LU eScience Hub seminar: VR/AR
eSSENCE is happy to present the next in the series of LU eScience Hub events. The primary objective of this event is to bring together the scientific community and shed light on the capabilities of Virtual Reality (VR) and Augmented Reality (AR) while providing an insightful overview of its achievements in different scientific fields as well as showcasing what is or may be possible.
Attendees will be treated to captivating demonstrations showcasing the precise 3D motion data acquisition workflows, providing invaluable insights into the advanced technologies powering research endeavours at Lund University. This event further serves as a distinctive platform, allowing participants to delve into the limitless possibilities of VR and AR and deepen their understanding of these technologies' wide-ranging applications across the scientific spectrum.
- 10.00 Coffee/tea
- 10.15 Opening remarks - Alexandros Sopasakis, Mathematics
- 10.20 Joakim Eriksson, Ergonomics and Aerosol Technology
- 10.45 Shamit Soneji, Molecular Hematology
- 11.10 Danilo Marco Campanaro, Archaelogy
- 11.35 Henrik Garde, Lund University Humanities Lab
- 12.00 Sandwich lunch
- 13.00 Visit to the Mocap Studio at the Lund University Humanities Lab
- 14.00 End of programme
To get the catering right, please register no later than 23 November through the registration form.
Titles and Abstracts
VR – an introduction
Virtual Reality (VR) is today an established concept, and VR products are now available on a broad consumer market. But what is actually meant by the term VR, and where do the ideas come from? What are the possibilities and limitations of today's technology, and what can we expect in the future?
Explaining disease and treatment to children diagnosed with leukemia in virtual reality
Five in 100,000 children are diagnosed with leukemia in Sweden each year. An explanation of disease and treatment has to given to the child and their family at the earliest opportunity after diagnosis, but how does one explain a complicated disease such as leukemia to someone so young? Current methods are relatively rudimentary where healthcare professionals will often resort to a verbal explanation, but holding a child's attention can be challenging. We are exploring virtual reality as a medium for this explanation by using the immersive and attention grabbing properties VR provides. By constructing a multi-user interactive environment, we aim to convey the information the child needs to understand why they are sick, and what the treatment regime will do.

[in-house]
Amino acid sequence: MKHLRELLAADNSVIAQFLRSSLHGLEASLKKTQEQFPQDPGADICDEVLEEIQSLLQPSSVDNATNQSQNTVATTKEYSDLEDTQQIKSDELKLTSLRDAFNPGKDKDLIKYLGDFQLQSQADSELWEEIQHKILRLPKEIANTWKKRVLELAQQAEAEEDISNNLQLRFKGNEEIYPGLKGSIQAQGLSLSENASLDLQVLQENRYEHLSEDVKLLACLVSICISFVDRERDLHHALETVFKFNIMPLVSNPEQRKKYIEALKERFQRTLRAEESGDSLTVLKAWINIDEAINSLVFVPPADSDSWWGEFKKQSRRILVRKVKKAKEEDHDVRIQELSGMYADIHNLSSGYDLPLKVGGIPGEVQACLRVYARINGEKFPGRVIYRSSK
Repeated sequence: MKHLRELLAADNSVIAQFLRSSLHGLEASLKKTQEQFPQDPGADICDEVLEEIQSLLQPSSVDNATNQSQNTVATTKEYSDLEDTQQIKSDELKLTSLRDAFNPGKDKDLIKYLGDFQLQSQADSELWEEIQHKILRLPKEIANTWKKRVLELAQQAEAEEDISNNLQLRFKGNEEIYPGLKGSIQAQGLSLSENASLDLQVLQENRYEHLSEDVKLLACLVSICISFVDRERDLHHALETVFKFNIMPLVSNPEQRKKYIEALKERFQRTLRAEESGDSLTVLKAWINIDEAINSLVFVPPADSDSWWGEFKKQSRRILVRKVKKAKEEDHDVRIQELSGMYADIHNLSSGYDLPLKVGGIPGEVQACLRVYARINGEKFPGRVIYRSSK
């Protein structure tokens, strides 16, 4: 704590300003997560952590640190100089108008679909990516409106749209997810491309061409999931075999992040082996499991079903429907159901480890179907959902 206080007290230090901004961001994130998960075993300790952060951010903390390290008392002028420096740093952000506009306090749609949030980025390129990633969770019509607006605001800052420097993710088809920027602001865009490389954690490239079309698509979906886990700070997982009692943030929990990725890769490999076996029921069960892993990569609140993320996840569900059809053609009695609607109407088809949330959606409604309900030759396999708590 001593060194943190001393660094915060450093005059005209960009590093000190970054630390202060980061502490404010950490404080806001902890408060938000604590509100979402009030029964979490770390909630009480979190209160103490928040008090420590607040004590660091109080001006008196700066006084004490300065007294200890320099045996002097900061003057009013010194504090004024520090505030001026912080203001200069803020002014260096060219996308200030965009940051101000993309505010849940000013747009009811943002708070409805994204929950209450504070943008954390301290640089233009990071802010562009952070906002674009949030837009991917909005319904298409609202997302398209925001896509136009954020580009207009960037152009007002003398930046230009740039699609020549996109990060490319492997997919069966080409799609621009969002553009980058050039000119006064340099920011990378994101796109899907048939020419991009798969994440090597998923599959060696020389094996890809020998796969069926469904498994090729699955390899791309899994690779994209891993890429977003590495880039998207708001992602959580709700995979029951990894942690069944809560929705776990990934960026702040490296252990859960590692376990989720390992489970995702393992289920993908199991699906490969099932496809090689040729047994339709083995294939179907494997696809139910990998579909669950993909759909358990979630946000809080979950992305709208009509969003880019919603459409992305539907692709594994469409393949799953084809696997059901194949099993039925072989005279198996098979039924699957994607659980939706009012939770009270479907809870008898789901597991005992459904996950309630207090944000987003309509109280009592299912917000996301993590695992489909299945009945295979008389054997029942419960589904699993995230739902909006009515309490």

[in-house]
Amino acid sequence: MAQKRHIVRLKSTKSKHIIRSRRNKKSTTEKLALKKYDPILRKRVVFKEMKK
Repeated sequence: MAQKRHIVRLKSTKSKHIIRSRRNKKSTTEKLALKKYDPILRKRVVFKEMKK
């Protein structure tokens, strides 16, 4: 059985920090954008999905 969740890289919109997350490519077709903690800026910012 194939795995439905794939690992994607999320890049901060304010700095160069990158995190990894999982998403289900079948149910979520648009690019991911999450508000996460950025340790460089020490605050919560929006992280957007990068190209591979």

Danilo Marco Campanaro
Peering into Pompeian homes: investigating ancient space through virtual reality-based eye tracking
Ancient sources underline the profound significance of the view and the act of viewing within Roman society, particularly in the context of domestic life. Archaeological investigations have uncovered compelling evidence of this connection in the architectural remains of Roman houses, revealing its ritualistic significance. The meticulous planning of visual experiences was an integral aspect of the owner's social identity and interactions within the house. While previous research has been insightful, it primarily relied on direct encounters with physical remains or approaches that favoured a freeze-frame perspective. However, it is crucial to acknowledge that human perception is a multifaceted process, deeply influenced by movements—of the body, head, and eyes, and the changing lighting conditions. To address this complexity, this study, featuring three in-depth case studies from the House of the Greek Epigrams in Pompeii, harnesses the power of virtual reality and 3D eye-tracking technologies in conjunction with geographic information systems. This innovative approach opens new avenues for investigating how perception operated within the Roman domestic space, and how it was strategically employed in the construction of social identity.
A Signing Avatar on Stage in Realtime
A research infrastructure like Lund University Humanities Lab is constantly developing skills and methodology to support a wide range of researchers. This can be accomplished only in collaboration with lab users - who are experts in their field. Teaming up with deaf actors, directors and producers from the Swedish national theatre (Riksteatern), appeared to be a perfect setup for improving and assessing workflows for sign language. While requiring accurate capturing of fingers and body movements synchronised with face expression and instant visualisation using a VR engine – a signing avatar in real-time – many methods needed to be explored. Researchers from fields other than sign language has gained from this collaboration, e.g., multimodal communication and gesture research, research in education and training, and more.
Afternoon tour - Henrik Garde
Visit to the Mocap Studio at the Lund University Humanities Lab
The Mocap Studio is set up for action to demonstrate easy and challenging workflows carried out to obtain millimetre accurate three dimensional motion data using a mocap system with high speed cameras and optical markers (Qualisys). The session will be a mix of introductions to the methodology, show cases from research projects and hands-on sessions with recordings of markers attached to fingers, hands, body or objects. We will then briefly also visit some of the other studios at the Huminities Lab.